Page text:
By Tim Mullaney
If investors had to sum up utility stocks in a word, many would probably say "predictable."
Known for having above-average dividends and stable earnings in all kinds of markets, these investments tend to attract investors seeking to play defense rather than pursue growth.
But some money managers say the sector could become less predictable in coming years, maybe even a little exciting. The global focus on climate change is shaking up the industry, they say, and the U.S. presidential election could shake it up even more.
So far this year, utility stocks have lagged behind the broader market, hurt by a sharp drop in electricity demand in the first half of 2020 amid the coronavirus lockdowns. While the S&P 500 has returned around 8.25% year to date, the utility stocks in the index have fallen almost 1%. The S&P utilities sector had risen 33.7% from year end 2018 to the 2020 high set on Feb. 18.
Some investors say utility shares are still too expensive, but others say the industry is in the midst of a transition that could give utiity shares a boost.
Utilities, they say, are pouring billions of dollars into new plants to generate electricity from renewable sources such as wind and sunlight -- and preparing for new demand as the nation's auto and truck fleets shift from running on petroleum products to clean electricity. The move toward renewable power could accelerate if Joe Biden wins the U.S. presidential election in November, analysts say, as the Democratic nominee has proposed extending tax credits to promote the adoption of green technologies.
The result, some of the sector's fans say, is that savings on fuel could enable utilities to boost profits and remain solid dividend payers, even as consumers are spared major increases in electric bills.
"Investors have to think about utilities differently," says Rob Thummel, senior portfolio manager at Tortoise Capital, which runs a series of energy portfolios, including the $9.1 million mutual fund Tortoise Energy Evolution Fund (TOPTX). "There's more potential for growth than there has been."
Wind and sun
U.S. utilities are on course to build 100,000 megawatts of new wind and solar-powered electricity plants over the next 15 years, enough to replace almost 10% of all of the power produced today, according to S&P Global Market Intelligence.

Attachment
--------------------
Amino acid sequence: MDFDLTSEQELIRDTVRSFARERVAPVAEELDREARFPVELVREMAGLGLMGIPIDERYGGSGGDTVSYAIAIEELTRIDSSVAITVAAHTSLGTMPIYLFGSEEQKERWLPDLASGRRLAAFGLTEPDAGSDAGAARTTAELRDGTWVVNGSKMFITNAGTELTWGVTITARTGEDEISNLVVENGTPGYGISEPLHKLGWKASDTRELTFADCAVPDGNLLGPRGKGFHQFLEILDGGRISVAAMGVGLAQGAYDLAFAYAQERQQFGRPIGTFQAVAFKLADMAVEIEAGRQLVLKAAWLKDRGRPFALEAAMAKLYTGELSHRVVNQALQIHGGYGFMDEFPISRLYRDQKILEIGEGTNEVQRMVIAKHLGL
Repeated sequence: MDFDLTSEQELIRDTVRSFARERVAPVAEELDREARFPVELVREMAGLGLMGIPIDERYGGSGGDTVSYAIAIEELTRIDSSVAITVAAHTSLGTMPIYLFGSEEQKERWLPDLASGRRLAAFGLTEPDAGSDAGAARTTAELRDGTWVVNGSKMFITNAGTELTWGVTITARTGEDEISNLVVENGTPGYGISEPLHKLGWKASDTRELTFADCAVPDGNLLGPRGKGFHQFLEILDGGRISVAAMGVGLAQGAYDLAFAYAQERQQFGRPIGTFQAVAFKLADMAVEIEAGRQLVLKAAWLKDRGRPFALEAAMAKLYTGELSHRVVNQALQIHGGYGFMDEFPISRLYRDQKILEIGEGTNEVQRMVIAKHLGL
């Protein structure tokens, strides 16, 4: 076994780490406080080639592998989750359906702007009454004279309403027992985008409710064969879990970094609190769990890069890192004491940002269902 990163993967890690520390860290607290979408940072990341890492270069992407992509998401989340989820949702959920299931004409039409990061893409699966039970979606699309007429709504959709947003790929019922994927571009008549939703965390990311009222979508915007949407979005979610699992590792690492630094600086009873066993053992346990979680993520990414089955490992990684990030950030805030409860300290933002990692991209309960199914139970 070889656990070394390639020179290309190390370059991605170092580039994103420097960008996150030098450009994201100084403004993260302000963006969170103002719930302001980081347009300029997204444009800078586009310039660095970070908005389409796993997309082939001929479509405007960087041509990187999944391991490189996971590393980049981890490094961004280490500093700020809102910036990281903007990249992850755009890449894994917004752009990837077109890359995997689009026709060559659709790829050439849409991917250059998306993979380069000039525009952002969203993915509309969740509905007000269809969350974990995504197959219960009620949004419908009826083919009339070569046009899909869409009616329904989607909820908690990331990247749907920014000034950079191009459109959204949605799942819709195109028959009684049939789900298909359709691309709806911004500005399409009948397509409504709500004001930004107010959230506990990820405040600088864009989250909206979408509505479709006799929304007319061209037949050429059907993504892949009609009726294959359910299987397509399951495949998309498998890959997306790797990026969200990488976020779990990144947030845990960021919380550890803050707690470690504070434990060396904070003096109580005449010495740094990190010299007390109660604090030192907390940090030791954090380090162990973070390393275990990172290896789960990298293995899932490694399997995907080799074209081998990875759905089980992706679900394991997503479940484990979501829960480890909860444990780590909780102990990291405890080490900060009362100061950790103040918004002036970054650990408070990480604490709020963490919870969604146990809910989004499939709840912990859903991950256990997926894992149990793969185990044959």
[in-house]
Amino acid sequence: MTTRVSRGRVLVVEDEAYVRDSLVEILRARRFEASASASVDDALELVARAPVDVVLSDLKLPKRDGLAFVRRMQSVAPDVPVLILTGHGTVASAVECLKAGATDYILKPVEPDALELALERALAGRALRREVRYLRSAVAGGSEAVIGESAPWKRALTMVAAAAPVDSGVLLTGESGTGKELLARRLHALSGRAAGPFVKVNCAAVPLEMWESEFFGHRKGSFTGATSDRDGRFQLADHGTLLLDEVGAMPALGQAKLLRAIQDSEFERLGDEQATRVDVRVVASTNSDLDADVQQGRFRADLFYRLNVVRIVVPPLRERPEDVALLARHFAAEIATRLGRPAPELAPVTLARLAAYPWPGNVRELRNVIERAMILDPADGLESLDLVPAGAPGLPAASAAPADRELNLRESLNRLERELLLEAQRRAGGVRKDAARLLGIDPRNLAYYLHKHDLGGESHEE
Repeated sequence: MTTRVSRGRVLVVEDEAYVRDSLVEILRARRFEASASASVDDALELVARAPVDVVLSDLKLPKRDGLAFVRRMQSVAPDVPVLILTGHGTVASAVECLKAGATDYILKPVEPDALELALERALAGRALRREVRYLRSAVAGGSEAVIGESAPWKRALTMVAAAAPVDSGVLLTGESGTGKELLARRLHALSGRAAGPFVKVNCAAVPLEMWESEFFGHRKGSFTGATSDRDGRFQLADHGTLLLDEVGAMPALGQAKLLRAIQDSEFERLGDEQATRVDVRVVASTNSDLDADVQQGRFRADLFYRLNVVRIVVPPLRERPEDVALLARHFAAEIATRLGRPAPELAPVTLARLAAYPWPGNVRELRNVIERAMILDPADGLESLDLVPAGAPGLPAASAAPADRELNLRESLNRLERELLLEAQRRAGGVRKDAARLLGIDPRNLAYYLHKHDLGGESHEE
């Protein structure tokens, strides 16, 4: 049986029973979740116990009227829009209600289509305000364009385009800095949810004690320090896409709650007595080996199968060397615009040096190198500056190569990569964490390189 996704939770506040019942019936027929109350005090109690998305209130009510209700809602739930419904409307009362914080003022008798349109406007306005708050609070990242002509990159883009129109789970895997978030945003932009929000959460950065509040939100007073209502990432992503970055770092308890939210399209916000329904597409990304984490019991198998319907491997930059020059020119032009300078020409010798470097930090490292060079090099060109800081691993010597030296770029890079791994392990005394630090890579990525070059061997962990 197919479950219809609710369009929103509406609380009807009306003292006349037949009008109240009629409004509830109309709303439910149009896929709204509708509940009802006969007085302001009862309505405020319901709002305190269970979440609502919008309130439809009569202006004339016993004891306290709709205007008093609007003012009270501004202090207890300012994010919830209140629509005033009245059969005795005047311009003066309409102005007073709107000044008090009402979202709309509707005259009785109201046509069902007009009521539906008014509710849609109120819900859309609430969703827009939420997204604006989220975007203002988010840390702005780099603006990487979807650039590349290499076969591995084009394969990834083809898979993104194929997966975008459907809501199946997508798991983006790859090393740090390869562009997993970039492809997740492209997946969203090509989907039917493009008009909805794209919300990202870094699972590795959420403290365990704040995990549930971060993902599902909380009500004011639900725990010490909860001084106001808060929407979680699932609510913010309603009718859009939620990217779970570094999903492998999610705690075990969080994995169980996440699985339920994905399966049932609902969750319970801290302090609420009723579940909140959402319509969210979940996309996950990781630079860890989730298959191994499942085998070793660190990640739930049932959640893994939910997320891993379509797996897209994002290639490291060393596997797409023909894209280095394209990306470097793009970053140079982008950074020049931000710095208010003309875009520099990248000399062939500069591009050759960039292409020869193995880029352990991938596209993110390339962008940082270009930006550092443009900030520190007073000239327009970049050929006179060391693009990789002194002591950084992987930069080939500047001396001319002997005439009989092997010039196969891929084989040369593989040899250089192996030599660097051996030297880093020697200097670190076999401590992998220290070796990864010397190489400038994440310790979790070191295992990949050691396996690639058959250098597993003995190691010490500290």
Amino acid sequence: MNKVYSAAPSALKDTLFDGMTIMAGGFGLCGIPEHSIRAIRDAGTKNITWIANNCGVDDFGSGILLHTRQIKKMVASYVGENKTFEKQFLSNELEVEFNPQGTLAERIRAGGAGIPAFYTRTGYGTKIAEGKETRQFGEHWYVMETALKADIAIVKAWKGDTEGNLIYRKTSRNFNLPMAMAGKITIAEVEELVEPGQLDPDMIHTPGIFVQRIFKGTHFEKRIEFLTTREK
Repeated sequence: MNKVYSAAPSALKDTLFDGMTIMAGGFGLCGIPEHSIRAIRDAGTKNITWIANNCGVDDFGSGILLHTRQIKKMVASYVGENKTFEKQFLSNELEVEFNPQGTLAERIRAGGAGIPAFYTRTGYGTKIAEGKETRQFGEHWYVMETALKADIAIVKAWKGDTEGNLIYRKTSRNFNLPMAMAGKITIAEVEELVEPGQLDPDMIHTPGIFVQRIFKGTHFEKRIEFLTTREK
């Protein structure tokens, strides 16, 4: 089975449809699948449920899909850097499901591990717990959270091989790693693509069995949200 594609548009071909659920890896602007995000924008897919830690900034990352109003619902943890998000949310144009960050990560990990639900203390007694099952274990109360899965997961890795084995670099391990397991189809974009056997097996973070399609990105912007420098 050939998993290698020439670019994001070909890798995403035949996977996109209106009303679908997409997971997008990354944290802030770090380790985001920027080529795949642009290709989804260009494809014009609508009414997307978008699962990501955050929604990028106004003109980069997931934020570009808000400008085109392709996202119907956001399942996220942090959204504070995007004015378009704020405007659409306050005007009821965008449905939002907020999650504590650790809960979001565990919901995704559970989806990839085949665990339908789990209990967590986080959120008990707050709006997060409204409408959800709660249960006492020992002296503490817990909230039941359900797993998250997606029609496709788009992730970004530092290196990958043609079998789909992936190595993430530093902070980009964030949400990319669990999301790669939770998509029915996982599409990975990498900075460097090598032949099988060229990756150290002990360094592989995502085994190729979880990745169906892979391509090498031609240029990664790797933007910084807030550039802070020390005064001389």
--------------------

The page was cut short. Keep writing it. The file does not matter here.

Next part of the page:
The expanding roster of power companies vowing to reduce carbon emissions includes Minneapolis-based Xcel Energy, a leader in building wind power plants. Xcel has promised to cut carbon emissions 80% by 2030 and to be carbon-free by 2050. American Electric Power, the Columbus, Ohio-based utility that delivers power to customers in 11 states, has pledged an 80% reduction by 2050, and Edison International, the parent of Southern California Edison, vows to do the same by 2030.
The shift to renewable power in the U.S. would likely speed up if Mr. Biden wins, analysts say. He has pledged to rejoin the Paris Climate Accord as part of a broader $1.7 trillion plan to combat climate change and promised to make electricity carbon-neutral by 2035. In 2017, President Trump withdrew the U.S. from the Paris accord, which calls on the U.S. to commit to reducing greenhouse-gas emission 26% to 28% from 2005 levels by 2025.
"We have an underweight recommendation on the sector based on fundamental forecasts and price momentum, but that could change with a Biden-Harris victory," says CFRA Research investment strategist Sam Stovall.
Pricey or not?
Others, however, believe utility stocks are still too expensive. Who is right depends on which metric you look at, says Morningstar utility analyst Travis Miller.
On a price-to-earnings basis, they are expensive. The S&P utility sector was recently trading at about 19 times this year's earnings and 18 times 2021 estimates, compared with 25 times and 20 times for the S&P 500.
But utilities traditionally trade at a discount because of their lower growth rate, which for many investors is offset by their relatively high dividends. Top dividend-paying utilities like Duke Energy, for example, may offer yields above 4%.
If you compare dividend yields in the utility sector to interest rates on investments like bonds, they are historically cheap, Mr. Miller says.
"The returns are good, slow and steady," says Paige Meyer, utilities analyst at CFRA Research in Washington. "That's why Warren Buffett likes utilities."
The industry's biggest challenge will be boosting growth, even if going green helps profit margins, says Ethan Zindler, head of Americas research at Bloomberg NEF. Along with switching to renewable power, the big push on climate has been to make buildings and manufacturing more energy-efficient -- which has pushed electricity usage in the U.S. below 2008 levels, with a sharp drop expected as figures come in for 2020, thanks to the lockdowns, he says.
"The demand numbers haven't fluctuated that much, but more stuff gets built because it is getting cheaper," Mr. Zindler says. "If I had to pick a threat to utilities, it's not overinvestment, it's that demand for the product is not growing."
It all comes down to whether investors, who were used to holding utilities as a no-fuss investment, will be willing to stick with them as they continue to go through wrenching change. And whether utilities, which have been adding renewables rapidly for a decade, can continue to offset the capital costs of new plants with fuel savings, which so far has led to electricity prices for most rate payers declining in inflation-adjusted dollars, according to Labor Department data.
"This transition should translate into earnings and dividend growth," Mr. Miller says. "The key is to get customers on board with any one-time costs that may spring up."
Mr. Mullaney is a writer in Maplewood, N.J. He can be reached at firstname.lastname@example.org.
(END) Dow Jones Newswires